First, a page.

Fischer turns 26 in April. He is a pending RFA. He skates well. He has 8-6-14 in 40 games, mainly at 5×5 and he kills penalties. His underlying numbers aren’t great, although I do wonder how much of that is due to being on a bad team. I remember when many suggested Duncan Keith was the worst D-man in the NHL because of his underlying numbers in Chicago, but overlooked he was playing with raw rookies on a bad Chicago team. The numbers are one aspect to look at, but you need to dig deeper.
The problem I see with Fischer is he’s a pending RFA. He is on pace to score 15 goals and 30 points. Which means he likely will command $2.5m or more. Edmonton has not had success recently with players in that pay grade. Kailer Yamamoto, Jesse Puljujarvi and Warren Foegele have cap hits between $2.75m-$3.1m. Adding another bottom-six, complementary winger at that price doesn’t work.
Bjugstad, however, is intriguing. He is a pending UFA with a $900K cap hit. He is cheaper and fitting him on the roster this year would be easier. He is having an excellent season with 10-7-17 (9-6-15 at 5×5), he has outscored the opposition 24-20 and is 4th on the Coyotes (among regulars) in xGF%. No Coyote is above 50%, because the overall team isn’t that good. Bjugstad is a right-shot centre, which the Oilers need, but he isn’t great in the faceoff dot. He is 46% this year, after being 57% last year in Minnesota. He’s 47% in his career. He is huge (6’6″, 210), can kill penalties and historically he has been good at 5×5 with GF% as well as other underlying numbers.
The issue is he is a pending UFA and he is American. Many USA players like to play in their home country. I’m not sure if Bjugstad is one. I’d like to think at this stage of his career he wants to be on a team where he can win, as he turns 31 this summer. While he’s having a good year, how many contending teams are going to give him a big raise? Would he re-sign in Edmonton for $1.1m next year? If so, then acquiring him in the deal has more value.
Chychrun and Bjugstad have a combined cap hit of $5.5m, although the Coyotes retaining 50% on Bjugstad would make it $5.05m. The Oilers would need to add Jesse Puljujarvi and Derek Ryan to the package to make the salaries work. Broberg, Puljujarvi and Ryan have a combined cap hit of $5.113m.
I understand many are down on Puljujarvi. He has struggled this season, but I still see him as a legit NHL player. I just don’t see him as a top-six player, but he has the ability to be an effective third-line player who could move up to your second line when needed. I don’t see much offensive upside right now. I haven’t seen much improvement in his passing, shooting, stickhandling and offensive instincts. Maybe a change of scenery will help him, but in his time in Edmonton, I haven’t seen it. That isn’t a bad thing. The majority of NHL forwards don’t have consistent top-six scoring ability. It is difficult to produce consistently in the NHL.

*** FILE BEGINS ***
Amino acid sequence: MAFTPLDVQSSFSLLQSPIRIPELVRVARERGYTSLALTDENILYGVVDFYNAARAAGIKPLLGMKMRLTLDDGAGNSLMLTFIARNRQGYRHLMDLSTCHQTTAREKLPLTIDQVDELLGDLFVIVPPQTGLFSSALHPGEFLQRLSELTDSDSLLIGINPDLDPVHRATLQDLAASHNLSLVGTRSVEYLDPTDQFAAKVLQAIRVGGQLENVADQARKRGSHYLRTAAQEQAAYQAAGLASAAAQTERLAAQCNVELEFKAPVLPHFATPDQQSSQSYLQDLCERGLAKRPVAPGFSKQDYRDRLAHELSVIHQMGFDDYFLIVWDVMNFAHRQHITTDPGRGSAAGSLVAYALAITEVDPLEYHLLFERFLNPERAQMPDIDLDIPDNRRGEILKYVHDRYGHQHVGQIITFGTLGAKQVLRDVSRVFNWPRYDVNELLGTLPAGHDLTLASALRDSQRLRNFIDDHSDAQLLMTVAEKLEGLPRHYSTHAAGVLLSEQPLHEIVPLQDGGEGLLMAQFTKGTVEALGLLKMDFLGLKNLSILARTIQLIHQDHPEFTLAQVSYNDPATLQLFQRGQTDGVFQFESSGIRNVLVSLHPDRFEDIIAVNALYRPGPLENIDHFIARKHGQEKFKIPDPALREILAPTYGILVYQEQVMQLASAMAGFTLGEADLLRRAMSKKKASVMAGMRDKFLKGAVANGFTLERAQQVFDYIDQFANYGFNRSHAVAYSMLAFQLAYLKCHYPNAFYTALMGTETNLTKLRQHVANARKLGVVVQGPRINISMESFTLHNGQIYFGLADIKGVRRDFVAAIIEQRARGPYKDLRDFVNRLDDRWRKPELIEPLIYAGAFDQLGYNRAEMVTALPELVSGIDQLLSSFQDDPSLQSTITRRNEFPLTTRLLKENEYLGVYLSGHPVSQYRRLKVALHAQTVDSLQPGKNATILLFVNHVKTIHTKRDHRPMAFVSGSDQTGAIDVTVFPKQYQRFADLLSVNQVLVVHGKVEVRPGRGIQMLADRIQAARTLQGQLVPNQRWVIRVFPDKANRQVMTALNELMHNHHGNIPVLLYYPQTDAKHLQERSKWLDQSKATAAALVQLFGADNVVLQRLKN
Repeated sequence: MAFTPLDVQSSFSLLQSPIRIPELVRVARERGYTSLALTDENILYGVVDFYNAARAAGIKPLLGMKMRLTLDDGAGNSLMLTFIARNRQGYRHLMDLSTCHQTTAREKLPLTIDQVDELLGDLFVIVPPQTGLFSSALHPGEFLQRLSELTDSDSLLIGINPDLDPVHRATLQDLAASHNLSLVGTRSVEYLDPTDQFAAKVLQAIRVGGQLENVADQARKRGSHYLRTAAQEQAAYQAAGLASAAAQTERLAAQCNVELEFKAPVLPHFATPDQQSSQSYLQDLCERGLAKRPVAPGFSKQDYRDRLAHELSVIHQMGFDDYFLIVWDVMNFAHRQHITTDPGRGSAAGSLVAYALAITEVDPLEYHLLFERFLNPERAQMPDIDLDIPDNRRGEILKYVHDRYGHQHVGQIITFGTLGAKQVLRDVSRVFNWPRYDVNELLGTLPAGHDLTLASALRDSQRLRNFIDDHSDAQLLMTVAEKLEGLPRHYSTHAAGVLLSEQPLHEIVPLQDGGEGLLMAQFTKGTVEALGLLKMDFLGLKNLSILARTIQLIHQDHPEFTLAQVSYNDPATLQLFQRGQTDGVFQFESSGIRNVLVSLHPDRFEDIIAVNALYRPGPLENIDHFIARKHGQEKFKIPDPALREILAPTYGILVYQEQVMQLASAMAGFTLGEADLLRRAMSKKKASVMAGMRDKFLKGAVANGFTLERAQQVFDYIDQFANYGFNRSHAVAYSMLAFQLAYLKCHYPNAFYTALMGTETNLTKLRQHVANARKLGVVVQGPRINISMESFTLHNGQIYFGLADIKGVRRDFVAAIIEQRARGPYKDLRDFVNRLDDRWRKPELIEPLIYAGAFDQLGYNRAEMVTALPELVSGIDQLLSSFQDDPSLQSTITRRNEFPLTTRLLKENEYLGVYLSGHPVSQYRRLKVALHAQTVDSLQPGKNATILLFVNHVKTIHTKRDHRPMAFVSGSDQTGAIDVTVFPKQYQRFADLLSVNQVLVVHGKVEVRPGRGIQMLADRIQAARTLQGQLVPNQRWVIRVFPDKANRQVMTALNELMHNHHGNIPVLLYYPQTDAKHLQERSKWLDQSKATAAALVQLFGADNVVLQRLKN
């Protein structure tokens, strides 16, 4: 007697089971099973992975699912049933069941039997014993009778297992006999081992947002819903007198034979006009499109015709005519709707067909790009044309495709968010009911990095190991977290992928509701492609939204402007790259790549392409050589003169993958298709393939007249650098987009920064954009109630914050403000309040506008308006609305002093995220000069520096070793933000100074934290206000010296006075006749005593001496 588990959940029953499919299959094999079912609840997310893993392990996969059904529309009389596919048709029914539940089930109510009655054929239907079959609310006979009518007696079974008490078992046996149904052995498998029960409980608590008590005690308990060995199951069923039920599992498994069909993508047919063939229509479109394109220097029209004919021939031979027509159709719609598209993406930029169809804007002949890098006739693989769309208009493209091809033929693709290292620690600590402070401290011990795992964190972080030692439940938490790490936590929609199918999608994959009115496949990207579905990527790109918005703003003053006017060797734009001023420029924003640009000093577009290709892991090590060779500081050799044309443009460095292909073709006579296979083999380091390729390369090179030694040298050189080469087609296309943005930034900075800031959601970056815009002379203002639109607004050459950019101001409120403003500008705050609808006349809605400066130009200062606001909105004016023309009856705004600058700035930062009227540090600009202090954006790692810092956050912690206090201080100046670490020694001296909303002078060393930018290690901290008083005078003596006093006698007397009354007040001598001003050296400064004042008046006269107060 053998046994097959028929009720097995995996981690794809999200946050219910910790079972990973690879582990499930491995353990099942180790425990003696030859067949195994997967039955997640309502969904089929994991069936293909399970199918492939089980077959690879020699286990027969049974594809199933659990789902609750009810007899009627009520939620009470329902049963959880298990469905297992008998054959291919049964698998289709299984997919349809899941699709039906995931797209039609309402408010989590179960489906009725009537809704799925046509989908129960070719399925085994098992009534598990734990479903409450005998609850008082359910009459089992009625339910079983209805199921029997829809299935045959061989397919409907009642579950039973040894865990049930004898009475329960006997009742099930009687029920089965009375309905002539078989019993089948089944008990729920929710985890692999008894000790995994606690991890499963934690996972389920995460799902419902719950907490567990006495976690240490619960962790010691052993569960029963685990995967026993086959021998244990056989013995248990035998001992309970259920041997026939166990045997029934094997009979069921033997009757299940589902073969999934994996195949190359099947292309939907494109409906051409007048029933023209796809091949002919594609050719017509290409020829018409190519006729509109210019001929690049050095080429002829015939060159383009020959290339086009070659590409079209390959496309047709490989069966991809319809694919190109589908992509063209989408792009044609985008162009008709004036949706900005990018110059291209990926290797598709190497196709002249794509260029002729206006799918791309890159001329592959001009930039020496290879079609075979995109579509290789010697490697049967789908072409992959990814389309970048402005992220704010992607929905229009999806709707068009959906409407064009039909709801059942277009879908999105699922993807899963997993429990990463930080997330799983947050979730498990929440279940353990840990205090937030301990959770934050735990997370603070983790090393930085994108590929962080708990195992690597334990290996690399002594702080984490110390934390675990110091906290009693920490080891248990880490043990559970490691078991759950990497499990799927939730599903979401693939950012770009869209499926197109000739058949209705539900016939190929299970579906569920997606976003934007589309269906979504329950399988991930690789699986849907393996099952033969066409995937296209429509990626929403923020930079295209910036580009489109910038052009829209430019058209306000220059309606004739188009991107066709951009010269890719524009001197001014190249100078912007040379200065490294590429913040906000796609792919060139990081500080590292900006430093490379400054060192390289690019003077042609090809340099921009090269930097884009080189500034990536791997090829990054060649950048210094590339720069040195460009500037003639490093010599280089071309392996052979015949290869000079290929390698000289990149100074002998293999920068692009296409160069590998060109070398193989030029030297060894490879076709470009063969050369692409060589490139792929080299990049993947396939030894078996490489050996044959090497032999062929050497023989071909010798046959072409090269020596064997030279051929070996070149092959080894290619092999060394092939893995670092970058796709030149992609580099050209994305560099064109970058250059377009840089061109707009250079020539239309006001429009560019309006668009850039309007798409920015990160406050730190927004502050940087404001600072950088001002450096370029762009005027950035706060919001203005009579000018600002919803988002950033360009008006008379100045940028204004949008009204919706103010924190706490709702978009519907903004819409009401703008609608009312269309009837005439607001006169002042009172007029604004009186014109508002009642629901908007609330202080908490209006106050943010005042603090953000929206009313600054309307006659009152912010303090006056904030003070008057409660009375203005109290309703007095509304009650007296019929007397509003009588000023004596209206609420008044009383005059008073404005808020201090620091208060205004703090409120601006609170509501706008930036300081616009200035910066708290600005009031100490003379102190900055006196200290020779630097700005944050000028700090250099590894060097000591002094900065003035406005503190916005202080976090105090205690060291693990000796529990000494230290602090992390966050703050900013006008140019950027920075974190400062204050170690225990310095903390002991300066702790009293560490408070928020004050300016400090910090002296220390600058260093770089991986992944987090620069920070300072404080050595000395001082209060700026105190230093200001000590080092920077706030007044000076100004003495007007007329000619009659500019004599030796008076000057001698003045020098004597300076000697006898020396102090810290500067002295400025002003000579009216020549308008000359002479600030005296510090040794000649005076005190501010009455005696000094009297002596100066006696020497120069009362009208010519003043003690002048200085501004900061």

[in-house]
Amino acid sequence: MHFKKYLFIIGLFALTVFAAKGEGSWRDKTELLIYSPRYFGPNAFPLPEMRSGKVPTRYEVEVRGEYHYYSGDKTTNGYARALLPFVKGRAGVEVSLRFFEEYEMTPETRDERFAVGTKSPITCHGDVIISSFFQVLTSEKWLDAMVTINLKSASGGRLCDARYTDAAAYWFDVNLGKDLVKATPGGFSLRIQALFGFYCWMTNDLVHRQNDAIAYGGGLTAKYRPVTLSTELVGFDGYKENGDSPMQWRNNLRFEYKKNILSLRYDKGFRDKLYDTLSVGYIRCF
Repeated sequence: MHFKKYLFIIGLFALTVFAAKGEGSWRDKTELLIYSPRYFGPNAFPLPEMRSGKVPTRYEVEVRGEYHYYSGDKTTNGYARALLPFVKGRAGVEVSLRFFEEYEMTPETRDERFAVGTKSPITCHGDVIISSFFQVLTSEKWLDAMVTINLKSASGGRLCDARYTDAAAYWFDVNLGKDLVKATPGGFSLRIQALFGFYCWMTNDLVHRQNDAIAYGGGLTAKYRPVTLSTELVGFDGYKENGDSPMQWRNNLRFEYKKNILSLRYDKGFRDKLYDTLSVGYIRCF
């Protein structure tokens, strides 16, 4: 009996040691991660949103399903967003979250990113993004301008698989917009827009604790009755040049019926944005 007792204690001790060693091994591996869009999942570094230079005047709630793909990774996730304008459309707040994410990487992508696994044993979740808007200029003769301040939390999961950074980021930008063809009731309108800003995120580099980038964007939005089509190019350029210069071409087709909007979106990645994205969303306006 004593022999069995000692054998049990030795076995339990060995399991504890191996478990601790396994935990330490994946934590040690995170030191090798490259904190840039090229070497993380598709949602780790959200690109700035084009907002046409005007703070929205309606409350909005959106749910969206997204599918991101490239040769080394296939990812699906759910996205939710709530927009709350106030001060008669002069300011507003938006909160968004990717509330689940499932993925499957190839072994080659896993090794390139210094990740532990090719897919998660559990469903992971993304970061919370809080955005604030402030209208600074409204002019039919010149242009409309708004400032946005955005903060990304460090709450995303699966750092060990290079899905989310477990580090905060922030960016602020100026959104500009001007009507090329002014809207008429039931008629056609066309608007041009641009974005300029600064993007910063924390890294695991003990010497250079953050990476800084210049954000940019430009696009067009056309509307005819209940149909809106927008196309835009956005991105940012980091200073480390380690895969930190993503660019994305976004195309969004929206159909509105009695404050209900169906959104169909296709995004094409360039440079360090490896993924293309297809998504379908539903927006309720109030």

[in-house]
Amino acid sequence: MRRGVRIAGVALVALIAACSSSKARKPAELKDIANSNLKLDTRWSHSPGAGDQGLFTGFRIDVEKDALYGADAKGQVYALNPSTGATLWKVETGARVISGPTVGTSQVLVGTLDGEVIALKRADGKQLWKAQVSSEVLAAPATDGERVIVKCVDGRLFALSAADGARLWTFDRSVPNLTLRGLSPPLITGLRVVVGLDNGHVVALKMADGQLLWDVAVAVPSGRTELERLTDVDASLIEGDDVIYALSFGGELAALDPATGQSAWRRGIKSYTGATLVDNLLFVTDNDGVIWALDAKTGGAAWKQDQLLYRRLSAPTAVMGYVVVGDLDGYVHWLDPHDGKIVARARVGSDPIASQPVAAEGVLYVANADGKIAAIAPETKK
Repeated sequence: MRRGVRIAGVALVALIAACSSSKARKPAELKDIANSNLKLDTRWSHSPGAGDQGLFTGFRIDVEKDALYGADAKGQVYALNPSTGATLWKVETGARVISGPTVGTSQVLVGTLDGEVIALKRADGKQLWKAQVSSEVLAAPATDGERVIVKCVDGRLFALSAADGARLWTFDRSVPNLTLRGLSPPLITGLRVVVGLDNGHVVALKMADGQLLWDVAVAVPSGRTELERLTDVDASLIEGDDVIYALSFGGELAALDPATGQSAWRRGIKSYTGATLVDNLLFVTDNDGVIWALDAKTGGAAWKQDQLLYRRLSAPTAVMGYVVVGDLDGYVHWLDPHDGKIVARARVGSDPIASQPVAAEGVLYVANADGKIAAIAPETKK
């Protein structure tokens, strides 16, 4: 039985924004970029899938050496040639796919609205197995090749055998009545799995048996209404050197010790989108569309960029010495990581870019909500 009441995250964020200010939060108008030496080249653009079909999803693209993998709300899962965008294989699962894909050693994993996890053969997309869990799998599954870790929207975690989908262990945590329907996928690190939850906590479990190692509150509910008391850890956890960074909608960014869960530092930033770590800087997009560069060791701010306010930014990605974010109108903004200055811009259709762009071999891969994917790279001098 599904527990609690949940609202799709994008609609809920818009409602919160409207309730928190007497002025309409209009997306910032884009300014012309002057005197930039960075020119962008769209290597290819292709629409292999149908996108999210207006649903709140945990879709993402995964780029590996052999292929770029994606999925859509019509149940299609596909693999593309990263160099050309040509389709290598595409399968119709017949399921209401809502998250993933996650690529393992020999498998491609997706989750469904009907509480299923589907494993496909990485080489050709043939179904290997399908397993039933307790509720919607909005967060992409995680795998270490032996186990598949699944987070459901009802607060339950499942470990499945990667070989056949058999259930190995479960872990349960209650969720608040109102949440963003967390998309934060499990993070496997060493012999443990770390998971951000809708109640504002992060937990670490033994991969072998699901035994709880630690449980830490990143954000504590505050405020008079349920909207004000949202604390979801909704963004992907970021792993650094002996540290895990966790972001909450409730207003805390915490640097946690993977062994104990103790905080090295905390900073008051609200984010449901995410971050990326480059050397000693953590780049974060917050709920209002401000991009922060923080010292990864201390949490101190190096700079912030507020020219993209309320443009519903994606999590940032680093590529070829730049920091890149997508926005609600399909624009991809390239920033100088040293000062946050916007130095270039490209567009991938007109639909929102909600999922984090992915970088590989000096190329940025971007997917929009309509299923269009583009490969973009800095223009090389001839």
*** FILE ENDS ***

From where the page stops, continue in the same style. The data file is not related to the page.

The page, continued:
Even though Puljujarvi is struggling, I view him as a player who can contribute on an NHL team. So, if you add him to the deal, I’d ask for some sort of mid-round pick in return so I’m not just giving him away for nothing.
Ideally, Edmonton wouldn’t have to give up Broberg and two 1sts for Chychrun. That is a lot, although the 1sts should be late-round picks, which lessens the blow a bit. If I was the GM, I’d try to formulate a deal that got me another player who could improve the depth of the Oilers.
Maybe you like Fischer better and feel you could sign him for $1.5m or so. If that is the case, I see value in him as well.
For Edmonton to acquire Chychrun straight up, Puljujarvi and another roster player have to be involved to make the deal work salary-wise. Unless Ken Holland can make another trade to shed salary. Right now, Puljujarvi has very little trade value, unfortunately.
Would you be interested in Chychrun and Bjugstad/Fischer for Broberg, Puljujarvi, Ryan and two first-rounders?
Would or should the Oilers?